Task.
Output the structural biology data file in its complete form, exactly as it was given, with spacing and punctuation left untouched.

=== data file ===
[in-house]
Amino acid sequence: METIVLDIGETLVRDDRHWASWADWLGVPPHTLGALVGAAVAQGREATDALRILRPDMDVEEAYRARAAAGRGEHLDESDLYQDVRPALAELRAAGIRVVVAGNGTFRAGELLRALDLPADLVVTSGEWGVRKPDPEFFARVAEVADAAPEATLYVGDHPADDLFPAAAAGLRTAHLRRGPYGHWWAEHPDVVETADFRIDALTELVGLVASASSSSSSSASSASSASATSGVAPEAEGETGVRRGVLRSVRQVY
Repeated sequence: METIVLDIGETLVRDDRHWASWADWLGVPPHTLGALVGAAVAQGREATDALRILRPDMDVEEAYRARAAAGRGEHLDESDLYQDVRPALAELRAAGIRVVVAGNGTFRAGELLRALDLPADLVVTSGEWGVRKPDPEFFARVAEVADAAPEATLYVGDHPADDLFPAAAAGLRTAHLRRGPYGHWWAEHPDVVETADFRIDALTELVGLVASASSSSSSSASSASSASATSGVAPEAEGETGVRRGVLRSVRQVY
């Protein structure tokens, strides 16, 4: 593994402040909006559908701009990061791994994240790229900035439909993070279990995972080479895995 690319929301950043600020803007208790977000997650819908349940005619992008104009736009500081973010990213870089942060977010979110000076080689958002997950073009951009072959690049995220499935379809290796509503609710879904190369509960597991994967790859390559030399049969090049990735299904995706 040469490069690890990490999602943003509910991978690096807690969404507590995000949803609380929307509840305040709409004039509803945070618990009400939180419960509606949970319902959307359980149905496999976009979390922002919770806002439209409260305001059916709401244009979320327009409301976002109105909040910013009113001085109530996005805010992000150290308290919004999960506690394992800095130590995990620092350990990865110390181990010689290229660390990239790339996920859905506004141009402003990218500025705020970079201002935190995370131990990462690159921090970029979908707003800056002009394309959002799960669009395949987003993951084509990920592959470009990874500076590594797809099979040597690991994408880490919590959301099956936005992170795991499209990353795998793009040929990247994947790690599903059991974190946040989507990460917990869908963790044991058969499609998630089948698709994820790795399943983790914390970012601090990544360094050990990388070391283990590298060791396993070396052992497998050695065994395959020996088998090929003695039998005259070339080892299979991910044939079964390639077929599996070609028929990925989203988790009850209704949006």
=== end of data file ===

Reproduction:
[in-house]
Amino acid sequence: METIVLDIGETLVRDDRHWASWADWLGVPPHTLGALVGAAVAQGREATDALRILRPDMDVEEAYRARAAAGRGEHLDESDLYQDVRPALAELRAAGIRVVVAGNGTFRAGELLRALDLPADLVVTSGEWGVRKPDPEFFARVAEVADAAPEATLYVGDHPADDLFPAAAAGLRTAHLRRGPYGHWWAEHPDVVETADFRIDALTELVGLVASASSSSSSSASSASSASATSGVAPEAEGETGVRRGVLRSVRQVY
Repeated sequence: METIVLDIGETLVRDDRHWASWADWLGVPPHTLGALVGAAVAQGREATDALRILRPDMDVEEAYRARAAAGRGEHLDESDLYQDVRPALAELRAAGIRVVVAGNGTFRAGELLRALDLPADLVVTSGEWGVRKPDPEFFARVAEVADAAPEATLYVGDHPADDLFPAAAAGLRTAHLRRGPYGHWWAEHPDVVETADFRIDALTELVGLVASASSSSSSSASSASSASATSGVAPEAEGETGVRRGVLRSVRQVY
């Protein structure tokens, strides 16, 4: 593994402040909006559908701009990061791994994240790229900035439909993070279990995972080479895995 690319929301950043600020803007208790977000997650819908349940005619992008104009736009500081973010990213870089942060977010979110000076080689958002997950073009951009072959690049995220499935379809290796509503609710879904190369509960597991994967790859390559030399049969090049990735299904995706 040469490069690890990490999602943003509910991978690096807690969404507590995000949803609380929307509840305040709409004039509803945070618990009400939180419960509606949970319902959307359980149905496999976009979390922002919770806002439209409260305001059916709401244009979320327009409301976002109105909040910013009113001085109530996005805010992000150290308290919004999960506690394992800095130590995990620092350990990865110390181990010689290229660390990239790339996920859905506004141009402003990218500025705020970079201002935190995370131990990462690159921090970029979908707003800056002009394309959002799960669009395949987003993951084509990920592959470009990874500076590594797809099979040597690991994408880490919590959301099956936005992170795991499209990353795998793009040929990247994947790690599903059991974190946040989507990460917990869908963790044991058969499609998630089948698709994820790795399943983790914390970012601090990544360094050990990388070391283990590298060791396993070396052992497998050695065994395959020996088998090929003695039998005259070339080892299979991910044939079964390639077929599996070609028929990925989203988790009850209704949006």